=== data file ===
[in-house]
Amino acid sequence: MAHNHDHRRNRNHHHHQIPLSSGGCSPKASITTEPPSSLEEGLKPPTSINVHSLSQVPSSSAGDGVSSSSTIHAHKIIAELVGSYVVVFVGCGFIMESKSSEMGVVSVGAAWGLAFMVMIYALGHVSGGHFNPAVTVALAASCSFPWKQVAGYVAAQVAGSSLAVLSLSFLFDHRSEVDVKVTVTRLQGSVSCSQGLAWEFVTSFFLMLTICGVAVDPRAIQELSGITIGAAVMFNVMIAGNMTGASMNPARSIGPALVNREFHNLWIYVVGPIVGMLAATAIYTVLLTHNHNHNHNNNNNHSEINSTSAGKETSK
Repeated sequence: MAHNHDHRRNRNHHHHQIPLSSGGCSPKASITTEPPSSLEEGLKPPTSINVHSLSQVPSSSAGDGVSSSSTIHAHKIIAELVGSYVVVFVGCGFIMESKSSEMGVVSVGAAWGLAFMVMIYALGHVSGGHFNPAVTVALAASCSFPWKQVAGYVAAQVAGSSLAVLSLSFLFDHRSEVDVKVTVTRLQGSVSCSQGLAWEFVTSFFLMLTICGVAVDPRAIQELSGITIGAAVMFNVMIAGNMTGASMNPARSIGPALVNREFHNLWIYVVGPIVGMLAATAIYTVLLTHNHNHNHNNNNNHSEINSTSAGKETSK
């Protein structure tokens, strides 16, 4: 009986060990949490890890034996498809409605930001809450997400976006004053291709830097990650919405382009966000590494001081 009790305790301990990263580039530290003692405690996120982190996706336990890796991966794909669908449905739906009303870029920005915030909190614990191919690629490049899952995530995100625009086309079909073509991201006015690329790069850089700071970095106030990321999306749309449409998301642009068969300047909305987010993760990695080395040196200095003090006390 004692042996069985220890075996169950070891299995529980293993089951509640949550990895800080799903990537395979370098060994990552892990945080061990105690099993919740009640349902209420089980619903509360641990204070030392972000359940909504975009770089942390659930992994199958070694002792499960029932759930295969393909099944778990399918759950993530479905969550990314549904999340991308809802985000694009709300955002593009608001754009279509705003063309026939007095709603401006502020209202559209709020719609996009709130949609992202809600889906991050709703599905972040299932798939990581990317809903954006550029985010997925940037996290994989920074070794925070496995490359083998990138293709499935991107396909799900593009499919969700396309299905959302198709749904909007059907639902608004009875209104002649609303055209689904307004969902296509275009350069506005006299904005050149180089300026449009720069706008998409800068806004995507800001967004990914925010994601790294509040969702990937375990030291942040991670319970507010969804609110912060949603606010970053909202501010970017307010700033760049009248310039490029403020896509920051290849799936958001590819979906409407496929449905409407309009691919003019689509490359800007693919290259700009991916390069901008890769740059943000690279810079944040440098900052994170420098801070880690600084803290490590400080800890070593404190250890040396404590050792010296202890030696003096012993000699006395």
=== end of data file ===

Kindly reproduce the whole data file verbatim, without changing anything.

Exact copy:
[in-house]
Amino acid sequence: MAHNHDHRRNRNHHHHQIPLSSGGCSPKASITTEPPSSLEEGLKPPTSINVHSLSQVPSSSAGDGVSSSSTIHAHKIIAELVGSYVVVFVGCGFIMESKSSEMGVVSVGAAWGLAFMVMIYALGHVSGGHFNPAVTVALAASCSFPWKQVAGYVAAQVAGSSLAVLSLSFLFDHRSEVDVKVTVTRLQGSVSCSQGLAWEFVTSFFLMLTICGVAVDPRAIQELSGITIGAAVMFNVMIAGNMTGASMNPARSIGPALVNREFHNLWIYVVGPIVGMLAATAIYTVLLTHNHNHNHNNNNNHSEINSTSAGKETSK
Repeated sequence: MAHNHDHRRNRNHHHHQIPLSSGGCSPKASITTEPPSSLEEGLKPPTSINVHSLSQVPSSSAGDGVSSSSTIHAHKIIAELVGSYVVVFVGCGFIMESKSSEMGVVSVGAAWGLAFMVMIYALGHVSGGHFNPAVTVALAASCSFPWKQVAGYVAAQVAGSSLAVLSLSFLFDHRSEVDVKVTVTRLQGSVSCSQGLAWEFVTSFFLMLTICGVAVDPRAIQELSGITIGAAVMFNVMIAGNMTGASMNPARSIGPALVNREFHNLWIYVVGPIVGMLAATAIYTVLLTHNHNHNHNNNNNHSEINSTSAGKETSK
């Protein structure tokens, strides 16, 4: 009986060990949490890890034996498809409605930001809450997400976006004053291709830097990650919405382009966000590494001081 009790305790301990990263580039530290003692405690996120982190996706336990890796991966794909669908449905739906009303870029920005915030909190614990191919690629490049899952995530995100625009086309079909073509991201006015690329790069850089700071970095106030990321999306749309449409998301642009068969300047909305987010993760990695080395040196200095003090006390 004692042996069985220890075996169950070891299995529980293993089951509640949550990895800080799903990537395979370098060994990552892990945080061990105690099993919740009640349902209420089980619903509360641990204070030392972000359940909504975009770089942390659930992994199958070694002792499960029932759930295969393909099944778990399918759950993530479905969550990314549904999340991308809802985000694009709300955002593009608001754009279509705003063309026939007095709603401006502020209202559209709020719609996009709130949609992202809600889906991050709703599905972040299932798939990581990317809903954006550029985010997925940037996290994989920074070794925070496995490359083998990138293709499935991107396909799900593009499919969700396309299905959302198709749904909007059907639902608004009875209104002649609303055209689904307004969902296509275009350069506005006299904005050149180089300026449009720069706008998409800068806004995507800001967004990914925010994601790294509040969702990937375990030291942040991670319970507010969804609110912060949603606010970053909202501010970017307010700033760049009248310039490029403020896509920051290849799936958001590819979906409407496929449905409407309009691919003019689509490359800007693919290259700009991916390069901008890769740059943000690279810079944040440098900052994170420098801070880690600084803290490590400080800890070593404190250890040396404590050792010296202890030696003096012993000699006395």